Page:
The past year in language has been closely tied to the speech patterns of the current president. If Donald Trump lambastes “bad hombres” or describes something as “bigly,” people rush in droves to look up the words or mock his vocabulary on Twitter. Other language kerfuffles have surrounded his eccentric use of punctuation and his haphazard spelling, which Merriam-Webster patiently continues to correct for him.
On Tuesday night, Trump took to Twitter, but this time he had no ordinary misspelling in store. “Despite the constant negative press covfefe,” he wrote in a now-deleted tweet that remained up for several hours and sparked an almost giddy reaction from Twitter users.
Observers have previously commented on the president’s relatively limited working vocabulary; he often resorts to favorite modifiers, like “bigly” (or “big league”) and all-purpose insults. He calls terrorists and political opponents alike “losers.” His preferred terms have been carefully observed, defined and discussed for the nation over the past year.
Despite that, he’s managed to make news once again for his diction ― and this time, it was likely just a typo.
Trump himself embraced the furor (likely a welcome distraction from reports that he plans to pull out of the Paris Climate Accord):
Merriam-Webster, for once, took a pass on the assignment:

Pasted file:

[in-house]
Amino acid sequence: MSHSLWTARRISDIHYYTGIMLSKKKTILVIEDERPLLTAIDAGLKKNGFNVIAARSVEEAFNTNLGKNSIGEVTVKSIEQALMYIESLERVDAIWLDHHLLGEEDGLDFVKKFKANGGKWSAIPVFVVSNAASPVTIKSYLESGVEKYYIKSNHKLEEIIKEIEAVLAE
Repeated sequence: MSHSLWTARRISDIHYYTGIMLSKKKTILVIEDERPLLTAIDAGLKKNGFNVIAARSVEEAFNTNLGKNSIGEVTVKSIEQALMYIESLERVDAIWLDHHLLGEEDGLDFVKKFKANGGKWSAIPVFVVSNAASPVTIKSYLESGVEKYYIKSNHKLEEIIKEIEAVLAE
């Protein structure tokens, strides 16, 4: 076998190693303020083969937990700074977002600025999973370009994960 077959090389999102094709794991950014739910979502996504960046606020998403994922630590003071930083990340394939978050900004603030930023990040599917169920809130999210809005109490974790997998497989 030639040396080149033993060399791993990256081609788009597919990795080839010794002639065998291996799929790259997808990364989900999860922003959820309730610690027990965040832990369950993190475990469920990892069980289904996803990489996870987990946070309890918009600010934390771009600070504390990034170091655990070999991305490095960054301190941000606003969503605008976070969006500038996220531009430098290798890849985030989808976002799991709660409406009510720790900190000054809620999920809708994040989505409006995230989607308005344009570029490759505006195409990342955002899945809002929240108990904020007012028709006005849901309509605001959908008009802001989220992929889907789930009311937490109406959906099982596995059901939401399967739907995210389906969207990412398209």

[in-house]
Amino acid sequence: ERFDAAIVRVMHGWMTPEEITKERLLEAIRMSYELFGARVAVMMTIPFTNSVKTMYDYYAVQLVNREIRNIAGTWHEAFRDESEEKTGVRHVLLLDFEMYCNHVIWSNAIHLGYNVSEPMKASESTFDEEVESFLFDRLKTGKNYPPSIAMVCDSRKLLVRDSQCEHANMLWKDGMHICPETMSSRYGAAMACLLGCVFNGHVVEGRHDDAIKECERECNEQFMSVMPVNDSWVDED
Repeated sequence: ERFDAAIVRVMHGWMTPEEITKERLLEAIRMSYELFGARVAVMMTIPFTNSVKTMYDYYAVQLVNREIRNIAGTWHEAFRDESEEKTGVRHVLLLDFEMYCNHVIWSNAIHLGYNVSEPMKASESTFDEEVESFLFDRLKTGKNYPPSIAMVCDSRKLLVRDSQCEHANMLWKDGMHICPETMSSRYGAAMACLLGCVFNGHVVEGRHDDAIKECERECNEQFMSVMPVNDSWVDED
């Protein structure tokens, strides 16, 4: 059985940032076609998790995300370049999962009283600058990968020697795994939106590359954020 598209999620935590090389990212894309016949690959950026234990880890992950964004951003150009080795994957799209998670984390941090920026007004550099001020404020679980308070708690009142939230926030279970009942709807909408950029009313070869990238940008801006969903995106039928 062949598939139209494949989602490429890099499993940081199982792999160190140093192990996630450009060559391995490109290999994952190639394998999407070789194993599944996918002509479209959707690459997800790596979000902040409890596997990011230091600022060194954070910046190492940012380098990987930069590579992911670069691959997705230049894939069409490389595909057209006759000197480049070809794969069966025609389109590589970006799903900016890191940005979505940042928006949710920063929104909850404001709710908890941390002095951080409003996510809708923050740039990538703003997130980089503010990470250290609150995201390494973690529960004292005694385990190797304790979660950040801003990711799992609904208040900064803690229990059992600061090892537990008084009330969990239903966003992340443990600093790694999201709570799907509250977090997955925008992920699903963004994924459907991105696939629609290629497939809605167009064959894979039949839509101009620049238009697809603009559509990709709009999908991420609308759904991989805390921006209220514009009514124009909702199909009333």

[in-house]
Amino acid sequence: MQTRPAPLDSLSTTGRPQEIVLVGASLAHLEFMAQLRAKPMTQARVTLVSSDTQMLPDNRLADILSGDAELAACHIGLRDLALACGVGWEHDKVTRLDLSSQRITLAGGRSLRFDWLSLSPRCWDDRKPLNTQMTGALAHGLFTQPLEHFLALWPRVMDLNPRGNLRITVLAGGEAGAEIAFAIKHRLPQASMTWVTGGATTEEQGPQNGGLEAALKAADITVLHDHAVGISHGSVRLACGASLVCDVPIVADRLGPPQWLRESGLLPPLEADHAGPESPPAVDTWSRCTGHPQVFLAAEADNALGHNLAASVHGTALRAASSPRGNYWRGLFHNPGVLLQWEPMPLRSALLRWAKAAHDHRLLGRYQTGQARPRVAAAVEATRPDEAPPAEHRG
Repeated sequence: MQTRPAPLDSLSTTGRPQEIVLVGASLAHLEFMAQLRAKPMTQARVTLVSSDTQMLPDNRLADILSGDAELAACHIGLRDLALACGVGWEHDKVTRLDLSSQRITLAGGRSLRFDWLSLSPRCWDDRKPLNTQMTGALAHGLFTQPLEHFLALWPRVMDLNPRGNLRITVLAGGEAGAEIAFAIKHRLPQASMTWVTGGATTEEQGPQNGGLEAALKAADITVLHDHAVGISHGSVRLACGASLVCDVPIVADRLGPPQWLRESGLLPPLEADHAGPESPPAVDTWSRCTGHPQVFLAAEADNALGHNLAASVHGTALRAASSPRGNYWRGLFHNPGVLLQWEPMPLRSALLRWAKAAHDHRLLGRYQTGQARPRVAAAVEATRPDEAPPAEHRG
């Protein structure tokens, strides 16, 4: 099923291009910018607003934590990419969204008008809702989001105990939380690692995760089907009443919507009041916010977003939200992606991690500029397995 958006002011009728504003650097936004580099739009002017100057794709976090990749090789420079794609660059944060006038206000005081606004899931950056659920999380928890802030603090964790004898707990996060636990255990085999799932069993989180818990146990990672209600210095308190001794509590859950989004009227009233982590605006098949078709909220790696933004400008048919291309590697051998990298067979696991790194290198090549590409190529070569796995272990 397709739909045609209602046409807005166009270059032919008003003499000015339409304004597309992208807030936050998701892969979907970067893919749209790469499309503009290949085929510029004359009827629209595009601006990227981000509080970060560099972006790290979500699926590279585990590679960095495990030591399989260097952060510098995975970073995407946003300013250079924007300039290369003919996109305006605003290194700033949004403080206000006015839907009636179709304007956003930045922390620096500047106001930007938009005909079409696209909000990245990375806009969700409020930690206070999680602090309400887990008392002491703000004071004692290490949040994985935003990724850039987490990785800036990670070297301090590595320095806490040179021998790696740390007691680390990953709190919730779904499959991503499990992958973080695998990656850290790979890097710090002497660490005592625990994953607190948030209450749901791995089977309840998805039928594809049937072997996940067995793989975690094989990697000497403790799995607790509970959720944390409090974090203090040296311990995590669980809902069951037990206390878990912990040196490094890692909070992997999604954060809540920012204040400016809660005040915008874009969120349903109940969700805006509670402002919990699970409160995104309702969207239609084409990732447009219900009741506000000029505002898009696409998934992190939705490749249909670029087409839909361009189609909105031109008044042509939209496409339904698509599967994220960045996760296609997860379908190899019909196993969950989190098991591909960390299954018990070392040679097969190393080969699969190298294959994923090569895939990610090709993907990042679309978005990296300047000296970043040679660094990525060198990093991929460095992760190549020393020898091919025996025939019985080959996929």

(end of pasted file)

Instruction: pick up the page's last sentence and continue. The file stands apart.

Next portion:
The cool thing about language is its plasticity. Groups of people are quick to assign meaning to new words or to expand what a word signifies. All that is to say that “covfefe” already has an Urban Dictionary entry, and it’s pretty on point:
Not sure that’s what President Trump had in mind. Unlike his previous boast that he invented “prime the pump,” he did, in a way, coin the term “covfefe.” It’s a far cry from the neologisms created by William Shakespeare, John Milton and other creative linguists, to be clear ― they created intentionally, typically using building blocks from existing language to craft meaningful new terms. Given Trump’s later tweet, it seems clear that he did not tweet “covfefe” on purpose and has no idea what it should mean.
Now that it’s happened, this epic typo seems like an inevitable step in this presidency’s effect on language. First we’re gripped by the simplicity of his language, then his frequent inability to spell it, and now we dedicate hours to finding a use for a nonsense cluster of letters.
Language matters ― in politics, in diplomacy, and, of course, in all interpersonal relations. In a time when it seems many long-established norms of how we operate politically, how we ensure international peace and cooperation, and how we treat other people no longer apply, it’s little wonder that a carelessly made-up word, with no long-established meaning, becomes a touchstone. Real words don’t seem to matter anymore either, or not in a way that makes sense.